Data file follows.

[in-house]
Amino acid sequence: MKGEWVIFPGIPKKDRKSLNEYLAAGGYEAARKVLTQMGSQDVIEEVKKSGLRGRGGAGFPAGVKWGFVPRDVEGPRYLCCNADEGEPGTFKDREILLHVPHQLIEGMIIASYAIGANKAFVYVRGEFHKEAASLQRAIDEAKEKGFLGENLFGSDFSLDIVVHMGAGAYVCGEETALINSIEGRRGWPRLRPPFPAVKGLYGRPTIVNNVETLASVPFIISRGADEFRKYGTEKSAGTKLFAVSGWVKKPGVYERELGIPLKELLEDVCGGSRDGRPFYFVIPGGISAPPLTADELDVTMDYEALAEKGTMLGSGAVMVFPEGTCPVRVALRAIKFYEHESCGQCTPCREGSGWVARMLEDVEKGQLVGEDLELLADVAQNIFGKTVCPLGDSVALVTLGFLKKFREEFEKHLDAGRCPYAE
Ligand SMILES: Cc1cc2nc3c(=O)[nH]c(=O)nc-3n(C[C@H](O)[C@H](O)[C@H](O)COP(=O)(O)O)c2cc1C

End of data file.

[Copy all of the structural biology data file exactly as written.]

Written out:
[in-house]
Amino acid sequence: MKGEWVIFPGIPKKDRKSLNEYLAAGGYEAARKVLTQMGSQDVIEEVKKSGLRGRGGAGFPAGVKWGFVPRDVEGPRYLCCNADEGEPGTFKDREILLHVPHQLIEGMIIASYAIGANKAFVYVRGEFHKEAASLQRAIDEAKEKGFLGENLFGSDFSLDIVVHMGAGAYVCGEETALINSIEGRRGWPRLRPPFPAVKGLYGRPTIVNNVETLASVPFIISRGADEFRKYGTEKSAGTKLFAVSGWVKKPGVYERELGIPLKELLEDVCGGSRDGRPFYFVIPGGISAPPLTADELDVTMDYEALAEKGTMLGSGAVMVFPEGTCPVRVALRAIKFYEHESCGQCTPCREGSGWVARMLEDVEKGQLVGEDLELLADVAQNIFGKTVCPLGDSVALVTLGFLKKFREEFEKHLDAGRCPYAE
Ligand SMILES: Cc1cc2nc3c(=O)[nH]c(=O)nc-3n(C[C@H](O)[C@H](O)[C@H](O)COP(=O)(O)O)c2cc1C